Friday, June 12, 2009

Describe different approaches to organisation and their relevance. Explain 7Ss Model and it’s significance in organisations.

Describe different approaches to organisation and their relevance. Explain 7Ss Model and it’s significance in organisations. Discuss with suitable examples.

The basic elements of organisations have remained the same over the years. Organisations have purposes (be they explicit or implicit), attract people, acquire and use resources to achieve the objectives, use some form of structure to divide (division of labour) and coordinate activities, and rely on certain positions/people to lead or manage others. While the elements of organizations are the same as ever before, the purposes o\f organisation, structures, ways of doing things, methods of coordination and control have always varied widely over the years and even at the same time amongst different organisations. For example, public sector organisation in India with there multiple objectives in early years were not roused by the profit motive but are now required to make surpluses. At a given point in the time of history. Ford Motors relied more on centralization and General Motors on decentralization. The crucial aspect that accounts for the differences is how an organisation adapts itself to the environment. Organisation being part of the society affects and is affected by the changes in society. The changes could be social, economic, technical, legal or political; they could be in input (labour, capital, materials etc.) or output markets.

It is essential to develop a perspective understanding about organisations because human behaviour and organisational behaviour are influenced by the people in organisations and the specific characteristics in the basic elements in the organisations and the way they adapt themselves to the environment. There is considerable body of knowledge and literature, called organisation theories, developed over the years reflecting what goes on in organisations. Organisation theories are sets of propositions which seek to explain or predict how individuals and groups behave indifferent organisational structures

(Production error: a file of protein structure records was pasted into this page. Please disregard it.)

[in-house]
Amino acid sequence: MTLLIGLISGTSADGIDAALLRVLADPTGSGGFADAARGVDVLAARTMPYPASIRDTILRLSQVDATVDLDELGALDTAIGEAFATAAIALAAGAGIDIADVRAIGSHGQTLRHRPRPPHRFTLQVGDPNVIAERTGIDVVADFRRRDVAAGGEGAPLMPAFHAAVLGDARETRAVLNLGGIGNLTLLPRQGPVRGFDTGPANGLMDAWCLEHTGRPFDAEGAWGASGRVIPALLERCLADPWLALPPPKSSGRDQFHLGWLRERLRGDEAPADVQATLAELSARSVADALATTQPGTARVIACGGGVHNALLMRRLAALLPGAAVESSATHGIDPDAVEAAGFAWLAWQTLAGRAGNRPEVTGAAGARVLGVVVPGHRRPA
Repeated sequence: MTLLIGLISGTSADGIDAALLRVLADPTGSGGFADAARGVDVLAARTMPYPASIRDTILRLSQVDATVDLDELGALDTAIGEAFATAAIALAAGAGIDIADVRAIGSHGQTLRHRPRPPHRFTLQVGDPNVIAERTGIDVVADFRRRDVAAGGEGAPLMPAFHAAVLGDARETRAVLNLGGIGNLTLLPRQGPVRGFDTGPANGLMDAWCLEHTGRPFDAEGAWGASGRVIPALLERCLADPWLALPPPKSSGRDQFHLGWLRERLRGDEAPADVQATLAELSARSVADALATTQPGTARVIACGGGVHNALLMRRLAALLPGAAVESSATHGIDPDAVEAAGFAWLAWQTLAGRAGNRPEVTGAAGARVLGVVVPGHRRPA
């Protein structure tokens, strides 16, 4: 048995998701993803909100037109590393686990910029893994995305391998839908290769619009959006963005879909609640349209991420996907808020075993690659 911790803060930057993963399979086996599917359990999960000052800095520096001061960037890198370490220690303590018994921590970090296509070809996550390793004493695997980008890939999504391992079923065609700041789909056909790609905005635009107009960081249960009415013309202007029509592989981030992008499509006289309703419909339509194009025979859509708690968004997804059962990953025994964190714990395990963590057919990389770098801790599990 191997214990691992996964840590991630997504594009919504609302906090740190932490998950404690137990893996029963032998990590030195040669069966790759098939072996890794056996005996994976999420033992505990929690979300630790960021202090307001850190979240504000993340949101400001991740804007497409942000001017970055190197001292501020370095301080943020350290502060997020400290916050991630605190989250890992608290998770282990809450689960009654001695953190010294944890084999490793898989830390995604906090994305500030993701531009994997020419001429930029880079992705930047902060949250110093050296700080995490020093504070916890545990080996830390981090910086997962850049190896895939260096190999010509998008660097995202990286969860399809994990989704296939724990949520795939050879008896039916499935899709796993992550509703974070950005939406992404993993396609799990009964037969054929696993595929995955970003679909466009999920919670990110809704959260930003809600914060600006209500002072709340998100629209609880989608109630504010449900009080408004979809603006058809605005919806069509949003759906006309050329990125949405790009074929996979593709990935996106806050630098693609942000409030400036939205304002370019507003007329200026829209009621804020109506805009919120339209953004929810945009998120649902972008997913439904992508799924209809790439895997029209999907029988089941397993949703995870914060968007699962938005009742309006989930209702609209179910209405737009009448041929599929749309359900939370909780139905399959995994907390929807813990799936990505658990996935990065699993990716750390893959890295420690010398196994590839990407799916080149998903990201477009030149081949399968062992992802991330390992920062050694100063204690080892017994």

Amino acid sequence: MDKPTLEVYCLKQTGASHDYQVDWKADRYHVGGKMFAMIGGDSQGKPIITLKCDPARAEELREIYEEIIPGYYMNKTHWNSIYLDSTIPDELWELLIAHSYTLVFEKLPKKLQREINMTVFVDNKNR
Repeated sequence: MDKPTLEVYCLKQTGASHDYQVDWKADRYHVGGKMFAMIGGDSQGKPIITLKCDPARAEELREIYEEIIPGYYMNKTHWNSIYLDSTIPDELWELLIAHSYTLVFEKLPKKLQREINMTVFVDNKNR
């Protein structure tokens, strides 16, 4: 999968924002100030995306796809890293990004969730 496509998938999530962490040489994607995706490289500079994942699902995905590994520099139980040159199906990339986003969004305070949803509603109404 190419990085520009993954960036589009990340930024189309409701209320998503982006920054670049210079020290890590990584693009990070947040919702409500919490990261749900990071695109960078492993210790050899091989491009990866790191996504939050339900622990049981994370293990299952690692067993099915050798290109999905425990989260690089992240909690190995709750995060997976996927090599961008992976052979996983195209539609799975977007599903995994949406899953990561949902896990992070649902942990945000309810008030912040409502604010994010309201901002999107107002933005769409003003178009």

and circumstances.

Basically we have the three types of approaches to organisation
1. Classical
2. neo-classical
3. modern approach
Now we will describe

Classical Viewpoint:
these concepts have come to be popularly known as classical concepts or classical theories of organisation. The structure of an organisation received emphasis under this school of thought. According to the classical view, “An organisation is the structure of the relationships, power, objectives, roles, activities, communications and other factors that exist when persons work together.

The streams of concepts in the “classical” mould are based on the same assumptions, but are developed rather independently. Bureaucracy as a concept, first developed by Max Weber, presents a descriptive, detached, scholarly point of view. Administrative theories not only described macro aspects of organisations but also focused on principles and practice for better performance. Scientific management thought focused mainly in micro aspects like individual worker, foreman, work process, etc. The classical theorists on the whole, with scientific management stream being a minor exception, viewed organisations as mechanistic structures. Let us consider the three streams of classical theories briefly : i.e Bureaucracy, Administrative theory and Scientific Management.

Bureaucracy is the dominant feature of ancient civilizations as well as modern organisations in contemporary world. Max Weber describes an “ideal type” approach to outline the characterstics of a fully developed bureaucratic form of organisation. The features that the described as being characterstic of a bureaucracy are common to all social institutions, be they political, religious, industry, business, military, educational or government organisations. Size and complexity produce bureaucracy. As such, the rigid structures, fixed jurisdictions, impersonal rules and mundane routine, concomitant with bureaucracies often result in delays, produce inertia, encourage buck-passing, lead to wastage of resources and cause frustration. As such, in general parlance the word ‘bureaucracy’ has come to have a negative connotation and many tended to wish it away. But the features that characterize bureaucracy have become inevitable and ubiquitous with the growing size and complexity in organisations. There is need, therefore, to understand and improve bureaucracies than indulge in dysfunctional debates over their relevance.